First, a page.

The Komedia screen brings out the best and the worst in film. Also the most mediocre. But nothing in between.

The success at intercutting would be enough, but Cloud Atlas does more than this, and I’m not even sure how.  It takes the story moments, which don’t really have a lot to do with one other, and cuts on the arc.  The stories are not the same, but they have their highs and lows and rhythms, and somehow the film finds them and exploit them.  It furthermore has the confidence, and this is a novelistic device so rarely used in film, to cutaway before a scene has resolved – leaving us in a state of tension – only to return 10, 20, 30 minutes later, and we still know where we are.  It is a master course on editing, something like The Matrix and Speed Racer that hasn’t been seen before, and shame on you, shame on you for not even noticing.

Which I suppose is the point.  It is the invisible that is the true accomplishment.  Which makes me the champion of the invisible; how much do I love that?  Let the second group of idiots of whom I spoke champion the obvious, tired metaphors, literary references, and pointless single takes of the likes of Django Unchained and The Place Beyond the Pines.  Let the first group of idiots champion the random, since no one seems to notice the difference between a film that has a big opening weekend, and one that sustains its pull.   There has to be someone to enjoy the enjoyable.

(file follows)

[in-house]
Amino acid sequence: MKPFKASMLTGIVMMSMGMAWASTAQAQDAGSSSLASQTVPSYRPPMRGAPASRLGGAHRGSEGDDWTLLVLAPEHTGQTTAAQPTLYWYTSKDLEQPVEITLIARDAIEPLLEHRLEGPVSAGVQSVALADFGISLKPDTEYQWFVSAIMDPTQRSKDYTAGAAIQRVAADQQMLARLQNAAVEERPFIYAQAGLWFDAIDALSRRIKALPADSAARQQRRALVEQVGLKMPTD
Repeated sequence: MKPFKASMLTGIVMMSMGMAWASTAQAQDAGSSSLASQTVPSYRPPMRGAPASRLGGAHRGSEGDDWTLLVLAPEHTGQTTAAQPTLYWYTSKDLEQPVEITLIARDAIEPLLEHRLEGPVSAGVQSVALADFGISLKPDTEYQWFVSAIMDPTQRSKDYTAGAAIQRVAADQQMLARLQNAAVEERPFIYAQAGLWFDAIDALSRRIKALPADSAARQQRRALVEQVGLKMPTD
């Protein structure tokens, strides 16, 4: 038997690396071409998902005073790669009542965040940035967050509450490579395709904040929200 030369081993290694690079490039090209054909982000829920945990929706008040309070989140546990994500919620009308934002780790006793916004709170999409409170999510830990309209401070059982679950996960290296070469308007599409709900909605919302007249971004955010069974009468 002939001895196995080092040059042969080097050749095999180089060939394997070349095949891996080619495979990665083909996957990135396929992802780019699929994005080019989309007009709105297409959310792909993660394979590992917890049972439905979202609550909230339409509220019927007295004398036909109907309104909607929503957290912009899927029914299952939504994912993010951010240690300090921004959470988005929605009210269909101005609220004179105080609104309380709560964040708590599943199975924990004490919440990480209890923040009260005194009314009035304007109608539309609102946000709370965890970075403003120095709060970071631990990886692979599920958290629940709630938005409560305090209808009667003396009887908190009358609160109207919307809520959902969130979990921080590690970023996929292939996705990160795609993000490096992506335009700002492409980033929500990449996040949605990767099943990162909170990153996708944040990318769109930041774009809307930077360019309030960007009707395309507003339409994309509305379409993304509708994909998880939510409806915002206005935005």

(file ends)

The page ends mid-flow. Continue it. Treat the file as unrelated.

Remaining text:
A Hero.


Mr. Hugh Grant went way out on a limb and…what happens at the end of this metaphor? What are you looking for? Fruit? So Mr. Grant went way out on a limb and got the best fruit ever.
Each character makes a real mistake at the beginning, which is another novelistic character trait. So, @ $1.00 per mistake
Not boring. That’s the word I’m looking for. In German, it’s one word.
Total Profits


This is a strange thing to say for a film that goes everywhere, but I didn’t like where it started. Maybe if they projected it from a Möbius strip
Total Losses


Thoughts on Cloud Atlas

  1. Mary says:

    I liked Cloud Atlas, I thought it was pretty. Like a dream. Or a series of dreams, or clouds. Does the title refer to a road map by which to navigate the various dreams that the movie meandered through, thereby rather scoffing at the masses that expect ‘plot twists’ and stories that make sense (more truthfully, pretend to make sense), until the last half hour when everyone just want to end the movie and go home?
    I think you meant above that you did not need a damn atlas to just enjoy the daydreams of Cloud Atlas, which are clearly, pretty much about love, with a bunch of cool costumes. (Which was your favorite, and why?) The film simply begs the age-old question: do you have the balls to actually love?

  2. Scott Scott says:

    That balls are where love come from seems to be the age old answer (the Greeks thought it was the spleen). There’s some love stuff in there and some courage and that gets me teared up a bit I admit (should see it again). But I think it’s just damn fine filmmaking, which just keeps the viewer, or me, engaged. If you were to explain the plot (s), people would simply go ‘huh’? It just moves, which is a rarity.